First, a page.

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December 2017 - President's Message
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President's Message -DECEMBER

Amy T. Brantly
WLALA President 2017-2018

The holidays are in full swing and our calendars are filling up fast with parties and celebrations.  WLALA’s own Holiday Reception, where we celebrate our new Life Members and the new members of the Los Angeles Judiciary, is tonight at the beautiful City Club.  And, our Annual Giving campaign, where WLALA Foundation raises money for scholarships, grants and fellowships, among other things, has also commenced.  The next month will surely be a time for giving, celebrating and looking forward to a new year and the positive changes that it will bring.

One recent area of positive change that I think deserves special attention is the apparent sexual harassment revolution.  Starting with the allegations against Harvey Weinstein in October which detailed decades of allegations of sexual harassment against actresses and others and resulting in several other women coming forward against alleged harassers including Ben Affleck, John Besh, George H.W. Bush, Louis C.K., Kevin Spacey, Roy Moore, Al Franken, John Conyers, Mark Halperin, John Lasseter, Charlie Rose and Matt Lauer.  In total, some 35 men from various industries have been accused of misconduct from lewd texts to rape.  The allegations against sexual predators also gave birth to the #metoo movement on social media demonstrating how widespread and common sexual harassment is.  Twitter alone reported that more than 1.7 million women and men have used the hashtag in 85 countries.[1]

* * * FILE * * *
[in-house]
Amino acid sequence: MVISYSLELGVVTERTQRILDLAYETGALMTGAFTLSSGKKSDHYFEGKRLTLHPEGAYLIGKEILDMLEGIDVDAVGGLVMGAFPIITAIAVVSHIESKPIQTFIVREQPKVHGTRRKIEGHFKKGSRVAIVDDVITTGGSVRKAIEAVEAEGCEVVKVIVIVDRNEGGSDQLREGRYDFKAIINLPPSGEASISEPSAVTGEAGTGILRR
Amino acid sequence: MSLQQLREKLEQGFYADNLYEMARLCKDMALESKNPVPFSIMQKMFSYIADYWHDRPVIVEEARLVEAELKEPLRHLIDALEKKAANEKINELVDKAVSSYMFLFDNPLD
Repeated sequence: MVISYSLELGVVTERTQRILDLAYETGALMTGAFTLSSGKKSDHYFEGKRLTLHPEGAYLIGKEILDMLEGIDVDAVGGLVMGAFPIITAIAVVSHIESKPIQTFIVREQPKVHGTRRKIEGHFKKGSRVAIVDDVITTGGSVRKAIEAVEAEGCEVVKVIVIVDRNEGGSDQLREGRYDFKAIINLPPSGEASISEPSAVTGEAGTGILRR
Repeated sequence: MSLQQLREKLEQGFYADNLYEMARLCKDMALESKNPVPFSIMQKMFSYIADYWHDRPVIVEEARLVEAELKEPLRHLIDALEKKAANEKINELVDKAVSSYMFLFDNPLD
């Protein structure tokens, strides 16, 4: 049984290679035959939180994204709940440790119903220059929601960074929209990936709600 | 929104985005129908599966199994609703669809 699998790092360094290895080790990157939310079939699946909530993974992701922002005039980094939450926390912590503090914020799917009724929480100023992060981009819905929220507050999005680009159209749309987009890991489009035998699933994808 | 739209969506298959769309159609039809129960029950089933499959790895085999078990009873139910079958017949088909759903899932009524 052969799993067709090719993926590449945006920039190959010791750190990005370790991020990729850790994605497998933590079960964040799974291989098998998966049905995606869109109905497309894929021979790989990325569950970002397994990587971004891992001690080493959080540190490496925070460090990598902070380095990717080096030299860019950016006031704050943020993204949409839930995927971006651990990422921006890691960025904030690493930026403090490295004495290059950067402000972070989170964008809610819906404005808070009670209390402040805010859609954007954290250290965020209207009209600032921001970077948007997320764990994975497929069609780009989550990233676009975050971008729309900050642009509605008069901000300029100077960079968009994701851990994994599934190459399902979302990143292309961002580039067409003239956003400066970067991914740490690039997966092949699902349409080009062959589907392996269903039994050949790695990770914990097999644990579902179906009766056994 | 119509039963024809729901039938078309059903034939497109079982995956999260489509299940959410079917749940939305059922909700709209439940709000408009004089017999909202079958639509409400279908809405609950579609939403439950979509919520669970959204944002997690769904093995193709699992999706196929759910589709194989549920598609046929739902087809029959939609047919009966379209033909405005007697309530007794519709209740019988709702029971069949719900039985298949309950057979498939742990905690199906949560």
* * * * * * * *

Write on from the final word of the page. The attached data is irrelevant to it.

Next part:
This revolution has been levied not by women alone, but also by many high-powered men who have spoken out on the need for change.  Many have pondered why the response has been so powerful this time as sexual misconduct and harassment have spurned the headlines for decades.  What makes this different?  Some have said it is because the women who accused Weinstein did not need fame or fortune and, therefore, did not suffer from the usual credibility issues.[2]  I personally have wondered whether it may be in part a reaction to the election of a President who bragged on tape about sexually assaulting women.  Whatever the reason, I hope that this recent revolution will result in social change so that perhaps my daughter, and millions of her contemporaries, won’t join the #metoo movement as they grow older.  

          Of course, the backlash to this revolution has also taken hold.  As more allegations surface, more people, both men and women, have called some of the accusations overly sensitive or a witch hunt. And, some men have reiterated support for what I call the “Mike Pence philosophy” – refusing to interact with women for fear that they will be unjustly accused.  And while a man’s right to due process is obviously critical, it is also vital that our society takes these allegations seriously and that we all stand up to those who use power to sexually harass and abuse others. I am hopeful that the recent overwhelming support for victims will make some predators think twice before striking again and realize that sexual harassment and sexual assault is not normal, okay, mere flirting, or a man’s God-given right.

          WLALA will continue to monitor these issues as well as issues relating to equal pay, reproductive rights and the promotion of women in our profession.  Next year will bring many new programs on these issues.  We hope that you will join us in continuing to “Be The Change.”  Happy Holidays and best wishes in 2018!!  



[1] www.cnn.com/2017/10/30/health/metoo-legacy/index.html.

[2] See e.g., www.newyorker.com/news/news-desk/anita-hill-on-weinstein-trump-and-a-watershed-moment-for-sexual-harassment-accusations

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